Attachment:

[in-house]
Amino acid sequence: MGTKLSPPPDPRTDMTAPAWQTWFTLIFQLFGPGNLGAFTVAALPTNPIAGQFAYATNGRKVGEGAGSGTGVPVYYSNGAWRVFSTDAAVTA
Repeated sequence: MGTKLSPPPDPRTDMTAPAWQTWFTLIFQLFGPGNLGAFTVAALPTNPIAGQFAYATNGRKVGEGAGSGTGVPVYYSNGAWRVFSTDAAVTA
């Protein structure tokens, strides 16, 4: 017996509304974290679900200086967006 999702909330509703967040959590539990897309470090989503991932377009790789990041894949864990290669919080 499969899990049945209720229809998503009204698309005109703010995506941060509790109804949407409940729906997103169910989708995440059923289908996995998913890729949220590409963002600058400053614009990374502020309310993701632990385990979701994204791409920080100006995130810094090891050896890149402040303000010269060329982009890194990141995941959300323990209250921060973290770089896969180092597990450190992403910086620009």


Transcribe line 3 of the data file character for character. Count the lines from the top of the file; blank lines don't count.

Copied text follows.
Repeated sequence: MGTKLSPPPDPRTDMTAPAWQTWFTLIFQLFGPGNLGAFTVAALPTNPIAGQFAYATNGRKVGEGAGSGTGVPVYYSNGAWRVFSTDAAVTA